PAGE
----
To measure this voltage will require the extra step of rectifying (converting) the current to DC using a diode. Once this is done the voltage divider can be used as before so the Arduino can measure voltage. This process also requires an additional conversion factor so the Arduino can calculate the RMS voltage using the rectified voltage.

# Taking Other Measurements

Additional measurements can be made through the purchase of inexpensive devices such as the MAX31855 Temperature Sensor. This device has the ability to measure air temperature, as well as some external temperature (such as the inside of an oven or a glass of water) through the use of a thermocouple.

There is a broad selection of devices that can be found which measure everything from gravitational acceleration to ambient brightness.

User’s Guide- how to set up for data collection

## (Builder’s guide can be found below)

The first thing is to decide is what features you need for the measurements you want to take. Your options include:

1. Using a Display or Low Power Mode
2. Oven Temperature
3. Air Temperature
4. Set Temperature
5. Power Supplied by the Panel
6. Time Stamping the Data

If you want instructions on building the device from scratch check out the Builder’s Guide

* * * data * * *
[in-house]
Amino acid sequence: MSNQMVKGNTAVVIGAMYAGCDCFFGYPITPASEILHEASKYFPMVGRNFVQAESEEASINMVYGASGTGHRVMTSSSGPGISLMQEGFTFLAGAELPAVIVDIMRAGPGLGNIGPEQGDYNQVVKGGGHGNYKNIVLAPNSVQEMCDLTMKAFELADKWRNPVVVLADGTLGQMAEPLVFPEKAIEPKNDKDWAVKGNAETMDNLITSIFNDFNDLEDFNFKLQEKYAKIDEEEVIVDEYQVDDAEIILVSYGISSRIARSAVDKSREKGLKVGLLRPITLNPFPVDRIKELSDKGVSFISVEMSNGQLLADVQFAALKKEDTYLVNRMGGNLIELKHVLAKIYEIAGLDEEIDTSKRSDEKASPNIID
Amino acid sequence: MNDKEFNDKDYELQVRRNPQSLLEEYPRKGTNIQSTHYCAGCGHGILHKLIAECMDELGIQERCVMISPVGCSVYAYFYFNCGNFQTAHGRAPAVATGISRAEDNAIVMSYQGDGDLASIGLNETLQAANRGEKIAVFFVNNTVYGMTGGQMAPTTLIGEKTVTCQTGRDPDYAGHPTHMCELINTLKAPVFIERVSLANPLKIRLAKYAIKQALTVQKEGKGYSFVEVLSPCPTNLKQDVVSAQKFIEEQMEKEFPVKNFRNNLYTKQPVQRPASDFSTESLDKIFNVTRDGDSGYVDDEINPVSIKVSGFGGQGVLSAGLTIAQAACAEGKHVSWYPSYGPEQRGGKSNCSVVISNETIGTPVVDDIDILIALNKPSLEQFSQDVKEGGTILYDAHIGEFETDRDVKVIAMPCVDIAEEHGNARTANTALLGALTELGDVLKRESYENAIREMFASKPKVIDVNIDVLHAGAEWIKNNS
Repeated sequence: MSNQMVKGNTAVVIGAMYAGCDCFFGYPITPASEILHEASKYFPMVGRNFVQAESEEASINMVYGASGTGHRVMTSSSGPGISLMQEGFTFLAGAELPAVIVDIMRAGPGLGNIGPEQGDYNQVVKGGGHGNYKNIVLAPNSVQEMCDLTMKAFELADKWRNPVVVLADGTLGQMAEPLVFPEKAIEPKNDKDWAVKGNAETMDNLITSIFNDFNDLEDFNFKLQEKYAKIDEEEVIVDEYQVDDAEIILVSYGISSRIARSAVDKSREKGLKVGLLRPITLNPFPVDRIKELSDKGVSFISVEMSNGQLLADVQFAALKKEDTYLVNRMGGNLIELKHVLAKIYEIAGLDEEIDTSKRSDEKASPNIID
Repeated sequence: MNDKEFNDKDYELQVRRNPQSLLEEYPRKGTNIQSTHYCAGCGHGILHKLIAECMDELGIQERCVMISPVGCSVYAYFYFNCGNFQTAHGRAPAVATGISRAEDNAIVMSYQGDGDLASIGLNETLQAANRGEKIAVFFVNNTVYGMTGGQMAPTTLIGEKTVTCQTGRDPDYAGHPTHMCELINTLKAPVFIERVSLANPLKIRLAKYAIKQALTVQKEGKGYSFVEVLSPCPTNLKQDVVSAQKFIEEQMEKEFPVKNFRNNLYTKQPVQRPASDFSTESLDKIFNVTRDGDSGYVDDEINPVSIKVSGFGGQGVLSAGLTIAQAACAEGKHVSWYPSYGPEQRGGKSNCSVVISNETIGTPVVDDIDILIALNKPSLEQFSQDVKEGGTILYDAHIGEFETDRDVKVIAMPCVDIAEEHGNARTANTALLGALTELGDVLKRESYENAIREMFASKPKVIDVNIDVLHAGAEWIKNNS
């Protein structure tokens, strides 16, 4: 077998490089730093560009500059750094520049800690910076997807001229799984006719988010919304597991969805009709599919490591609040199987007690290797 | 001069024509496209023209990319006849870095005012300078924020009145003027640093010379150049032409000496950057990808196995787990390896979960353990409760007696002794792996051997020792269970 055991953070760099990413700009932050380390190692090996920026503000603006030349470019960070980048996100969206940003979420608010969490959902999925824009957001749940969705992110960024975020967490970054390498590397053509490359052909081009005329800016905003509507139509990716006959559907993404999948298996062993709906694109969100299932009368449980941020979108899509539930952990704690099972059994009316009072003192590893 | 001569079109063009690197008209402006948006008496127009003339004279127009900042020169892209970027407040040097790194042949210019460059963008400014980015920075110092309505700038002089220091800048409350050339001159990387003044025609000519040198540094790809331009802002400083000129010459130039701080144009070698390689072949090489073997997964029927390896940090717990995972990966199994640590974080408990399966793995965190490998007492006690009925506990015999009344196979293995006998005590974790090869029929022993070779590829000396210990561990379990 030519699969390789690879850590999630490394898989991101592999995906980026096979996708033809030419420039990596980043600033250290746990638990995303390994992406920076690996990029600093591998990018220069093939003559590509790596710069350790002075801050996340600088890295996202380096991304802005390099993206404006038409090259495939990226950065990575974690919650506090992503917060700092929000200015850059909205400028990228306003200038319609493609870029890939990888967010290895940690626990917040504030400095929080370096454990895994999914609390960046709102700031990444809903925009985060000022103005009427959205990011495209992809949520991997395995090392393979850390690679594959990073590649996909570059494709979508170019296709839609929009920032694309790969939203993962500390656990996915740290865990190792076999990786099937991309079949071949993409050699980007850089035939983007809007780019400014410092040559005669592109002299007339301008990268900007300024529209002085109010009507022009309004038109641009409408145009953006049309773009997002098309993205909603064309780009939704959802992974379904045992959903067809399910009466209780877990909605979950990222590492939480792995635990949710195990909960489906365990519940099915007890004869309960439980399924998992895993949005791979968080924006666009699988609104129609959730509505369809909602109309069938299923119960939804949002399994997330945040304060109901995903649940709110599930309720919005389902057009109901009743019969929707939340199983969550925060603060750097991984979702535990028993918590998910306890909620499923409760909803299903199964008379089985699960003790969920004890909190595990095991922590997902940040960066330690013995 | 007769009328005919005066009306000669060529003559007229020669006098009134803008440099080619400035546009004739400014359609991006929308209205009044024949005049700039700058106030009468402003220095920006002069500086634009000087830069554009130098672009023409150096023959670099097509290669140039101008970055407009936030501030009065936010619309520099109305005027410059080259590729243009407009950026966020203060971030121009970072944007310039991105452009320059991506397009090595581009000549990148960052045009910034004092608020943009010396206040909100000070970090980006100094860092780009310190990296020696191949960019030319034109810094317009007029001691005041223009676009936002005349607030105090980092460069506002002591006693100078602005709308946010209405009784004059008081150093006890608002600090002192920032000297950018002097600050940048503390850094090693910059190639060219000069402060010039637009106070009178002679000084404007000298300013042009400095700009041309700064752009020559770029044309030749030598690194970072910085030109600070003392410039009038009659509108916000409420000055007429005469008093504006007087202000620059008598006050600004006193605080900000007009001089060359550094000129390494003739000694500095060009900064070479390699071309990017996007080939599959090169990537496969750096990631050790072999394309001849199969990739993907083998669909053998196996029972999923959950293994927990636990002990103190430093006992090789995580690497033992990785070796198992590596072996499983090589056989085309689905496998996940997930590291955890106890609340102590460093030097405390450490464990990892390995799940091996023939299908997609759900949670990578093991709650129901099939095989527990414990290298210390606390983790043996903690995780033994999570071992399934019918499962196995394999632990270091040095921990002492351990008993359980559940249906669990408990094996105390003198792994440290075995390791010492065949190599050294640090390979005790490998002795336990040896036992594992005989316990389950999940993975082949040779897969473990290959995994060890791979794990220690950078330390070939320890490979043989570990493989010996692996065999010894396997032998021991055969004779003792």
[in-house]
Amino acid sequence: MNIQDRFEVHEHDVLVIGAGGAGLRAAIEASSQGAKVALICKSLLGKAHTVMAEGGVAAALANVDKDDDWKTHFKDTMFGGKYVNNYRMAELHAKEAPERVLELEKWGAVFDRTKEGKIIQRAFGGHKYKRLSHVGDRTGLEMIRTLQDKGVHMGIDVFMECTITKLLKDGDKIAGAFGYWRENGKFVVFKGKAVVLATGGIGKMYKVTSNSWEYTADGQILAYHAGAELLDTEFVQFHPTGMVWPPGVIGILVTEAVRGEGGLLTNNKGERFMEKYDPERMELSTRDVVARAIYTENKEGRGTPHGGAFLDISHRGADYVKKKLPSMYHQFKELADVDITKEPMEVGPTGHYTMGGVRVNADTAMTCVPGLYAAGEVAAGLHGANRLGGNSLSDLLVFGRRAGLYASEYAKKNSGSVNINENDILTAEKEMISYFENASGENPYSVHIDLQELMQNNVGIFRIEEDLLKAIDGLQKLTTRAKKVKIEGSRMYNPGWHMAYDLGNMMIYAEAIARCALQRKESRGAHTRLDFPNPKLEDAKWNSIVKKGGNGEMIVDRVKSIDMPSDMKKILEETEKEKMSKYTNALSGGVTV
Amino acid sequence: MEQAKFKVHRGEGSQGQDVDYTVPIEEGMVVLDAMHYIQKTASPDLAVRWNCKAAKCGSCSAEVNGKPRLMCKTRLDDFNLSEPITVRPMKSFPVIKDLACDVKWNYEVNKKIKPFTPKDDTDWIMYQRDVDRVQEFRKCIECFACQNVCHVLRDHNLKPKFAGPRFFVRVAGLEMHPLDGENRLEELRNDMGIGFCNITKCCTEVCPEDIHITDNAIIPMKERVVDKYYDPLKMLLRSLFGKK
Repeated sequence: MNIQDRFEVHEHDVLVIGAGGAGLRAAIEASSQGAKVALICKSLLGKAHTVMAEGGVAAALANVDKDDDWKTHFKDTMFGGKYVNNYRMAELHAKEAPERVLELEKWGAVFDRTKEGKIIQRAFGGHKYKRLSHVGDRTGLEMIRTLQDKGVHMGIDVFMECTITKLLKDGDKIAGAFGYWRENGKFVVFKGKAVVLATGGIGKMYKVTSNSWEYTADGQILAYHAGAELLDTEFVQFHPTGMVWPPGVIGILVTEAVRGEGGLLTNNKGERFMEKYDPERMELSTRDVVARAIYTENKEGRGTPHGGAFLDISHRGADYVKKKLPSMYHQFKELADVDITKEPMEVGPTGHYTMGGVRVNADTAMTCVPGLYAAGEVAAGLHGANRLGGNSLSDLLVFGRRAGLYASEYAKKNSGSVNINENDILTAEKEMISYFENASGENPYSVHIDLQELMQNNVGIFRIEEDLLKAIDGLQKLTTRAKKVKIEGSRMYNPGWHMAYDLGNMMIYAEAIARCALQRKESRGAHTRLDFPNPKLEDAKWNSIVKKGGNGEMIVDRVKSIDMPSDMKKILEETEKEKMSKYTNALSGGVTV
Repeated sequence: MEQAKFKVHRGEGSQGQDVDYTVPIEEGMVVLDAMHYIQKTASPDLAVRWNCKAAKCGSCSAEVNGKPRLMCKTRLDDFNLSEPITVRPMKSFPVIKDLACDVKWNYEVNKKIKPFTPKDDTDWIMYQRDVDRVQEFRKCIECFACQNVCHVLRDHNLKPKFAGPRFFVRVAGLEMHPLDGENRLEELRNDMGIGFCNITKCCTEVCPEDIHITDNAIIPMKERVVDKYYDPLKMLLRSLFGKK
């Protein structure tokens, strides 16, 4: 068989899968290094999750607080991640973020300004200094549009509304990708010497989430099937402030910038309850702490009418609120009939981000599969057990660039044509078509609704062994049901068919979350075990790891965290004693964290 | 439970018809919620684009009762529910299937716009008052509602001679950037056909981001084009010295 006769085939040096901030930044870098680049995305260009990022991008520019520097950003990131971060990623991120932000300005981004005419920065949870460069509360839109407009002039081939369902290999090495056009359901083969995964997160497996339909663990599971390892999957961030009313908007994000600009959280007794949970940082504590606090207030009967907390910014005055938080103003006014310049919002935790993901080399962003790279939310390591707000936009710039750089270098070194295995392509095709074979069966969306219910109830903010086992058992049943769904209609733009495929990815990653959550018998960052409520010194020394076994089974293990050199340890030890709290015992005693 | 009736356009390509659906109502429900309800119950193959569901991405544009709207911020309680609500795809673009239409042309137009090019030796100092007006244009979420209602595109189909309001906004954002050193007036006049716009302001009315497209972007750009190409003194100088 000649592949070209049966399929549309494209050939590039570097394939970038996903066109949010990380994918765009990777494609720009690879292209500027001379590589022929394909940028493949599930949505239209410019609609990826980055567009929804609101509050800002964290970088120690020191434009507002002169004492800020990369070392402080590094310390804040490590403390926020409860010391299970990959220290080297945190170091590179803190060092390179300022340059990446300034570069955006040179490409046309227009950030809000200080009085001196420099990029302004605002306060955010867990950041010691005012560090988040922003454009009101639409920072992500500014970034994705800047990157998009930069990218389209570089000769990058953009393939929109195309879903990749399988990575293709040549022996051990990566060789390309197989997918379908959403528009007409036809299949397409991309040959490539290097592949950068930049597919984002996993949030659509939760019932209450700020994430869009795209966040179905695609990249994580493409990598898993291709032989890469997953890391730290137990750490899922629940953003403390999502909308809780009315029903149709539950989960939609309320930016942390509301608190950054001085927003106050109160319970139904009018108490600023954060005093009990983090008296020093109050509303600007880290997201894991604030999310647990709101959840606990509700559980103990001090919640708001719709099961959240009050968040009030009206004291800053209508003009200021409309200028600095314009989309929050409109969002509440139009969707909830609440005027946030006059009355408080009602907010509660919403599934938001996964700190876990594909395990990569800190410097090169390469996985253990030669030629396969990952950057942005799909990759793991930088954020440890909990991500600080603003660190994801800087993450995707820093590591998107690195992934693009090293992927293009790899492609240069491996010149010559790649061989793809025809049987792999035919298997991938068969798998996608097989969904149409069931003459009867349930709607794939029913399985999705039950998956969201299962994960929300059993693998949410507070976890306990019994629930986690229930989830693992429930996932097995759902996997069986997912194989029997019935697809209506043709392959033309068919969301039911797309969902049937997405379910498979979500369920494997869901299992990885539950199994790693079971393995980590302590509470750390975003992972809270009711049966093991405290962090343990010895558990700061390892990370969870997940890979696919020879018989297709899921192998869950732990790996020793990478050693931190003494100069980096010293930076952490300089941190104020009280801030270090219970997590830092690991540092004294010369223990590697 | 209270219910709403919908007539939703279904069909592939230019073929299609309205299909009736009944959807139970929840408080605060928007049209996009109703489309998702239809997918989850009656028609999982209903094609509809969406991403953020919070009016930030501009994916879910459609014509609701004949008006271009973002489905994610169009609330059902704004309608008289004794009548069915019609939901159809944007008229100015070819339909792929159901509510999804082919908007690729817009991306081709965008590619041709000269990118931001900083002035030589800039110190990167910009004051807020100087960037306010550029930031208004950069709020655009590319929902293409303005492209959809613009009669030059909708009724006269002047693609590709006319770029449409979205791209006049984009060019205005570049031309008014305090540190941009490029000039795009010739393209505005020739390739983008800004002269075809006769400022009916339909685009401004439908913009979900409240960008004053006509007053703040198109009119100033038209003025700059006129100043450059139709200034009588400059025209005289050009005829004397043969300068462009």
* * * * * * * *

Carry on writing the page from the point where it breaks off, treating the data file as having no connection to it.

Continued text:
Quick Start: If you already have the device built and programmed just power it (by putting 5-20 V across pins Vin and Gnd) and it will start taking temperature data right away. Just ignore the year column of recorded data and if you want to take power data you should really read the relevant section so you don’t damage the Arduino. The buttons on the LCD control set temp and when the oven temp is larger than the set temp pin D0 will go high which could be used to disconnect the heating element with a relay.

note: All temperatures are in C˚

• 1.) Display or Low power – This is fairly self explanatory, do you want a live display with an adjustable set temp or low power record only setup for extended battery life
• For the display use the code “PVEOvenDataLogger_Improved.ino”
• Records data every 5 sec
• For the display use the code “PVEOvenDataLogger_LowPower.ino”
• Records data every 8 sec
• If you already have the code on the board you are ready to move on but it not you can upload it by:
• Opening the file you want to upload in Arduino Software (IDE)
• Plug in the Arduino board via USB
• Go to the menu bar and find Tools>>Port>> …(Arduino Uno) it will probably be the only non bluetooth option (Mac version pictured)
• If you have not downloaded the extra libraries (you only have to do this and the next step once per computer) go to each of the following sites and do so by clicking on “Clone or download” then “Download ZIP”
• Next you extract the files to the right place but the Arduino Software will do that for you if you go to Sketch>>Include Library>> Add .ZIP Library and find where you initially downloaded the .ZIP file (do this for each)
• Finally click the upload button, it’s the right pointing arrow in the upper right (also shown boxed above)
• If you get an error check that you have the right type of board selected and then look online for Arduino’s Troubleshooting guide